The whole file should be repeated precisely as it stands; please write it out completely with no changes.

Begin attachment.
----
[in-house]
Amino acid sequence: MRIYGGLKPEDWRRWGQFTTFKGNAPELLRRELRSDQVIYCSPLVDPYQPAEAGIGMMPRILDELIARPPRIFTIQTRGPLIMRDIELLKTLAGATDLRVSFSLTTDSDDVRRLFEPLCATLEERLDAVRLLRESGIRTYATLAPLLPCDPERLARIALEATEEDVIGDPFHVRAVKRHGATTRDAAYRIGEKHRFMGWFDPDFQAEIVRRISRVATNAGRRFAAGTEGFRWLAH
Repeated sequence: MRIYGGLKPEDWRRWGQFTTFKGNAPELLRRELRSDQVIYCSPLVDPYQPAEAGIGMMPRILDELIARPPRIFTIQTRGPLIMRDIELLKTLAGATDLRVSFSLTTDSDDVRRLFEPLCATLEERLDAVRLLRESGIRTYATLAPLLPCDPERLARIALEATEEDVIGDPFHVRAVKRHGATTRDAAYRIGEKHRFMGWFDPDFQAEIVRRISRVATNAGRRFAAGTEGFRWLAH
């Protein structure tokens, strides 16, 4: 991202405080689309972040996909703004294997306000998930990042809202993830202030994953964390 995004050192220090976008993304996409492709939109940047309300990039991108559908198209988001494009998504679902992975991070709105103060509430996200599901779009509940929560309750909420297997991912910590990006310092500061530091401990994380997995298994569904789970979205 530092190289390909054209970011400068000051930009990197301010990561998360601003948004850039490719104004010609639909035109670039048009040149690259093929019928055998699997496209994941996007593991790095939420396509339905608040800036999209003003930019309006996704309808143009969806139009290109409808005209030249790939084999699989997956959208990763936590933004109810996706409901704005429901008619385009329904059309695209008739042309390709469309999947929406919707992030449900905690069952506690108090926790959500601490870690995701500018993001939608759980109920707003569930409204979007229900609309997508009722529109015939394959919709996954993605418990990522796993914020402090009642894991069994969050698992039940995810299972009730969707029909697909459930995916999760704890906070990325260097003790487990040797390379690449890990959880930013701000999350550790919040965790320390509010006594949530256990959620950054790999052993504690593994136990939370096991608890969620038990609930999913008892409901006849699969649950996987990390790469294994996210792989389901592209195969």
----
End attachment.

[in-house]
Amino acid sequence: MRIYGGLKPEDWRRWGQFTTFKGNAPELLRRELRSDQVIYCSPLVDPYQPAEAGIGMMPRILDELIARPPRIFTIQTRGPLIMRDIELLKTLAGATDLRVSFSLTTDSDDVRRLFEPLCATLEERLDAVRLLRESGIRTYATLAPLLPCDPERLARIALEATEEDVIGDPFHVRAVKRHGATTRDAAYRIGEKHRFMGWFDPDFQAEIVRRISRVATNAGRRFAAGTEGFRWLAH
Repeated sequence: MRIYGGLKPEDWRRWGQFTTFKGNAPELLRRELRSDQVIYCSPLVDPYQPAEAGIGMMPRILDELIARPPRIFTIQTRGPLIMRDIELLKTLAGATDLRVSFSLTTDSDDVRRLFEPLCATLEERLDAVRLLRESGIRTYATLAPLLPCDPERLARIALEATEEDVIGDPFHVRAVKRHGATTRDAAYRIGEKHRFMGWFDPDFQAEIVRRISRVATNAGRRFAAGTEGFRWLAH
């Protein structure tokens, strides 16, 4: 991202405080689309972040996909703004294997306000998930990042809202993830202030994953964390 995004050192220090976008993304996409492709939109940047309300990039991108559908198209988001494009998504679902992975991070709105103060509430996200599901779009509940929560309750909420297997991912910590990006310092500061530091401990994380997995298994569904789970979205 530092190289390909054209970011400068000051930009990197301010990561998360601003948004850039490719104004010609639909035109670039048009040149690259093929019928055998699997496209994941996007593991790095939420396509339905608040800036999209003003930019309006996704309808143009969806139009290109409808005209030249790939084999699989997956959208990763936590933004109810996706409901704005429901008619385009329904059309695209008739042309390709469309999947929406919707992030449900905690069952506690108090926790959500601490870690995701500018993001939608759980109920707003569930409204979007229900609309997508009722529109015939394959919709996954993605418990990522796993914020402090009642894991069994969050698992039940995810299972009730969707029909697909459930995916999760704890906070990325260097003790487990040797390379690449890990959880930013701000999350550790919040965790320390509010006594949530256990959620950054790999052993504690593994136990939370096991608890969620038990609930999913008892409901006849699969649950996987990390790469294994996210792989389901592209195969």